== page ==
Woodworking Bench II: My Bench Now and Future
This is a guest post by Chris Adkins of High Rock Woodworking. It originally appeared at highrockwoodworking.com. Feel free to check back there for more of Chris's woodworking rambling.
My Current Workbench
Like many woodworkers my two-car garage is my workshop but unfortunately I have not convinced my wife to permanently give up her side. So I have my shop bench and tools set up on one side and have to pull her car out to actually work.
Because of the space restrictions everything in my shop needs to multi task. If I had space to designate an area just for my workbench I would really enjoy the process of building a traditional English style woodworking bench, although I would probably go with a more American style top without the tool well.
But for now I have adapted my workbench to the few and what I consider necessities. For my bench top I used a solid 2/0x6/8 birch door with 4”x4” steel legs held together by 1”x1” steel welded together to form the frame.
The top is mounted on the frame and I attached a birch skirt. The steel frame is probably a bit of overkill but I wanted a solid base to ensure that I have no movement when working. I have also installed a shoulder vice and bench dog holes.
Shaker Style Woodworking Bench
Based on my workbench there are several things that I would do again and several that I would change. I like the base and will probably use it again only needing to build a top when I “upgrade” my workbench. I also like the width, you will notice most woodworking benches are narrow, I always thought that I would want a wider bench but the 24” width I have now is perfect. A wider bench would not allow me to work all around my work.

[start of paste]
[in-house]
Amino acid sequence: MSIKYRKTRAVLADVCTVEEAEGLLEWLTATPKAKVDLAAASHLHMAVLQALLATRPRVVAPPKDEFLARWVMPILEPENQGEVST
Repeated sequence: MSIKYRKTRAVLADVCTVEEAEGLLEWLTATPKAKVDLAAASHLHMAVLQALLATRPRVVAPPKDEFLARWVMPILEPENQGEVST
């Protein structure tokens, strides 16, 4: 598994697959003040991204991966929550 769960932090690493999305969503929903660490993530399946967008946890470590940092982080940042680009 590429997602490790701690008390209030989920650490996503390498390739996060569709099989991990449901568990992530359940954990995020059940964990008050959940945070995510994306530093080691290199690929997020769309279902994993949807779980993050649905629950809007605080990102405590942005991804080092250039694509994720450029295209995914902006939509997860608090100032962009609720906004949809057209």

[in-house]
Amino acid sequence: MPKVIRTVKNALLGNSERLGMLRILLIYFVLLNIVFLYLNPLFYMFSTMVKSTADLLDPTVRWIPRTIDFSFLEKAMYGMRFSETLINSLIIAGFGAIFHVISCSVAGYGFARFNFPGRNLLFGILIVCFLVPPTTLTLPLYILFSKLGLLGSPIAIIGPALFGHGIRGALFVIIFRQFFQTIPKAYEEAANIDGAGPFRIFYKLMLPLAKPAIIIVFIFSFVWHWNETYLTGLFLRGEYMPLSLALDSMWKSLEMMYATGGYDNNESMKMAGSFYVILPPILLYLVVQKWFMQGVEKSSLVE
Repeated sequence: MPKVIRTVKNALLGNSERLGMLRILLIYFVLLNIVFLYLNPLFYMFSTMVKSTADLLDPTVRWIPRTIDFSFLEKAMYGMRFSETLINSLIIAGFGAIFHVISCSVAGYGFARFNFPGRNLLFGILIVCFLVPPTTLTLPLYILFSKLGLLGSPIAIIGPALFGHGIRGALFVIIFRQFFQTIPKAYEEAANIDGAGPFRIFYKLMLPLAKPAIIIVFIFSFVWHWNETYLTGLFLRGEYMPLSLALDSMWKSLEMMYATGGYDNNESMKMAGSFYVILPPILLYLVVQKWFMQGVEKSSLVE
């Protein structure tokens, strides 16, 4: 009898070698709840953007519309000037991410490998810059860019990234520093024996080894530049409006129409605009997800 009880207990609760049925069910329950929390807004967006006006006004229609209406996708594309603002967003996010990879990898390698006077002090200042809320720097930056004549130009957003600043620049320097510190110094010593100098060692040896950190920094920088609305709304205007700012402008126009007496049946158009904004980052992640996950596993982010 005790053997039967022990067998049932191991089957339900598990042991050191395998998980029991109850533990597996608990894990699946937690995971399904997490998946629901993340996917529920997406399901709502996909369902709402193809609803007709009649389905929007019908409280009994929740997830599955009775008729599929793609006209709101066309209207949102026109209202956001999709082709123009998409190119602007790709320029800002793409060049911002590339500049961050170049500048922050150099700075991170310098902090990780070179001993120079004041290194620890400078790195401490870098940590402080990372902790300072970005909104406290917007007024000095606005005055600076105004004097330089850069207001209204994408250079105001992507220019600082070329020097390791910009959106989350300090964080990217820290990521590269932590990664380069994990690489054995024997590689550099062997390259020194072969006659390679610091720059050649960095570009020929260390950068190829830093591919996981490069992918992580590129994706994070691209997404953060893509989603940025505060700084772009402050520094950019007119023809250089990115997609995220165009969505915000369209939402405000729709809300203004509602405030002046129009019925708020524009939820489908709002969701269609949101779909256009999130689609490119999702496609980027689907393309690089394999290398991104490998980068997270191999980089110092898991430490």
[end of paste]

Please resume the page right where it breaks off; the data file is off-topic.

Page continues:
The solid core door has served me well but it does have its restrictions, I have to be extra careful as the top is a veneer and almost any liquids on the top can destroy the thin veneer.
As for change I would definitely go with a double screw shoulder vice, the single screw shoulder vice that I have does not provide even pressure when clamping on one end and I often have to use spacer blocks at the other end to even the pressure. I would also add a tail vise as my woodworking develops I find that I spend more time jointing and planing my boards by hand. A tail vise would allow me many more options for securing the boards and my work. With my current top it was not feasible to install a tail vice but it is difficult to clamp long boards for planing.
In the end I will close the same way as I opened in part one of this series, the perfect woodworking bench is what works best for you and your situation. If I had all the time, space, and resources I would probably have a woodworking bench that looked like something belonging to inspector gadget but for now I am happy to continue to improve on what I have and have fun doing it.
Keep on woodworking!